Since the U.S. Supreme Court issued Nautilus Inc. v. Biosig Instruments Inc. and adopted the new “reasonable certainty” standard for finding patent claim terms indefinite, courts have found the vast majority of claim terms to be sufficiently definite — whether viewed on a case-by-case or term-by-term basis, the vast majority of indefiniteness challenges have failed, say attorneys at Hiscock & Barclay LLP.
The U.S. Supreme Court’s replacement of a “rigid” circuit court rule in Highmark Inc. v. Allcare Health Management System Inc. and Octane Fitness LLC v. Icon Health & Fitness Inc. with a more flexible standard has ample precedent, thus although fee-shifting awards as an equitable remedy should still be the exception we anticipate their frequency to increase, say attorneys at Wilson Sonsini Goodrich & Rosati PC.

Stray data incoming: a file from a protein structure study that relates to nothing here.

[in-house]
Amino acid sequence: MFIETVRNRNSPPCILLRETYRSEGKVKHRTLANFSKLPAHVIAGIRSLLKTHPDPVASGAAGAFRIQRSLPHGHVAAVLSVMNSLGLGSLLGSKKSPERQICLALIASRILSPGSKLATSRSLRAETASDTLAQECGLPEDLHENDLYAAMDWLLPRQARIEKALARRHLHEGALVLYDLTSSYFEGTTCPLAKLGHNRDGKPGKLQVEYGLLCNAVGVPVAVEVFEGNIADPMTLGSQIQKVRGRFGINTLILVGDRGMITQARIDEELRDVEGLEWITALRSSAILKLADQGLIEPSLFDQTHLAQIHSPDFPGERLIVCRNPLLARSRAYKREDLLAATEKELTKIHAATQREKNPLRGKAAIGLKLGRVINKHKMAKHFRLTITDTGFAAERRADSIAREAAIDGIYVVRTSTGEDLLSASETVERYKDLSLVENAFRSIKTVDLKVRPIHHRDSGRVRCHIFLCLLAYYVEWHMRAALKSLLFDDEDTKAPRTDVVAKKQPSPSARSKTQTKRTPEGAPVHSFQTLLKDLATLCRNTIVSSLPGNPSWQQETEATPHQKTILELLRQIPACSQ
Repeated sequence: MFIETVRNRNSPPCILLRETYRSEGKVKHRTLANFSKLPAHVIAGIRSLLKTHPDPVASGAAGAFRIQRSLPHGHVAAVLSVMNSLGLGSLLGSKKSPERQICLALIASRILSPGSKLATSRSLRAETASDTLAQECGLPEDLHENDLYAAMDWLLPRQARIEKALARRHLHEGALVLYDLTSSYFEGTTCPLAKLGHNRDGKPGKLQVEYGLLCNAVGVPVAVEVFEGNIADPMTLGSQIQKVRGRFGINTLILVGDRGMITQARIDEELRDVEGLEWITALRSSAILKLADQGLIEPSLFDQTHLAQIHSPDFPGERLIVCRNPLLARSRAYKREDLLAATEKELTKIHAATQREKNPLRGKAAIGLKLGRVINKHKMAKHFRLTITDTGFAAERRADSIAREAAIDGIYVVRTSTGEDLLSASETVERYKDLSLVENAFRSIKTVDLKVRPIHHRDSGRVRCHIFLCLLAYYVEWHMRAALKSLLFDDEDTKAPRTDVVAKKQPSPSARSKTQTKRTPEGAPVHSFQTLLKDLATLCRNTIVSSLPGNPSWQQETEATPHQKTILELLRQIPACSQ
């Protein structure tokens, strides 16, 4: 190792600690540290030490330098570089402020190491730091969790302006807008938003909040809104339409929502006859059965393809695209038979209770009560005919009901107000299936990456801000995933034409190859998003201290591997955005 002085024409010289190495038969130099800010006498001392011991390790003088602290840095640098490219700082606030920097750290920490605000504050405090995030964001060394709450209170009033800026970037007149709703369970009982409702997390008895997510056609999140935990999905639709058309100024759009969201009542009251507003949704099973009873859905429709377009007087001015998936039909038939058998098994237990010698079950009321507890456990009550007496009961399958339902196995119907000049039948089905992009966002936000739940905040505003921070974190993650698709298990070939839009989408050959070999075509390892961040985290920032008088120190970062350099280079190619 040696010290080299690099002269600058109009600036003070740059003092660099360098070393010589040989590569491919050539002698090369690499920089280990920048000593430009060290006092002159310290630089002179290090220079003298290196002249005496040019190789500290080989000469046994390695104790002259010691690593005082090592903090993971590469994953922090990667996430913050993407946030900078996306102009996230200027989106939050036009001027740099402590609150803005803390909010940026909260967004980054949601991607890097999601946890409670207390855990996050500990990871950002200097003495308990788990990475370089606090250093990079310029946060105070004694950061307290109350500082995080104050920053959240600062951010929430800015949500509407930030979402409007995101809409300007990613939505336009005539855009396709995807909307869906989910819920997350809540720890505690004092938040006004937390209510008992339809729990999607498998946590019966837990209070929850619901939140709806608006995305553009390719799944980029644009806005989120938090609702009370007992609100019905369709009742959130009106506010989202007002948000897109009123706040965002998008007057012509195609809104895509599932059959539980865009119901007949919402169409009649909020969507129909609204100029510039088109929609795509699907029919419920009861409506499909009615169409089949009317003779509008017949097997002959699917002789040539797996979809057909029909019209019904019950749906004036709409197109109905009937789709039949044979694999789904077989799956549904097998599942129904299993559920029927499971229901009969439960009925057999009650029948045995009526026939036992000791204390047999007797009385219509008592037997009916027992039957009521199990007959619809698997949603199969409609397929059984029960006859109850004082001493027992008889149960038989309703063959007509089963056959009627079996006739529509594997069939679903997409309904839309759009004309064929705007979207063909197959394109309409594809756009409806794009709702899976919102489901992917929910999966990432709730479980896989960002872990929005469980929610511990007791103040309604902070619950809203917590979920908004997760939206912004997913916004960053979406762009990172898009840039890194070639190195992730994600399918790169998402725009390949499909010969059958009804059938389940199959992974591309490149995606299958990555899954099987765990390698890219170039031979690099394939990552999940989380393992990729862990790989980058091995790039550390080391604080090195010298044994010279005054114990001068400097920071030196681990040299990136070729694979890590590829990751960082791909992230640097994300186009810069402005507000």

Given the price of defeat and the strength of the government’s evidence, why didn’t former Virginia Governor Robert McDonnell plead guilty when he had the chance? There are three common reasons why white collar criminal defendants choose to fight instead of admit guilt, says Daniel Suleiman, special counsel at Covington & Burling LLP and a former senior official in the U.S. Department of Justice Criminal Division.
A recent Law360 article about the perennial BigLaw concern over how to recruit and retain female and ethnically diverse attorneys addressed a new approach being taken by some law firms — going beyond traditional mentoring programs by creating a sponsorship relationship. Pro bono can also play a part, say David Lash and Merle Vaughn of the Association of Pro Bono Counsel.
In the recent Adderall XR case, a Second Circuit panel ruled that an alleged monopolist patent-holding drug manufacturer’s alleged breach of an agreement to supply a patented drug to competing manufacturers did not violate the Sherman Act. This decision provides yet another illustration of the limits of the U.S. Supreme Court's decision in Aspen Skiing, say John Elliott and Irving Scher of Greenberg Traurig LLP.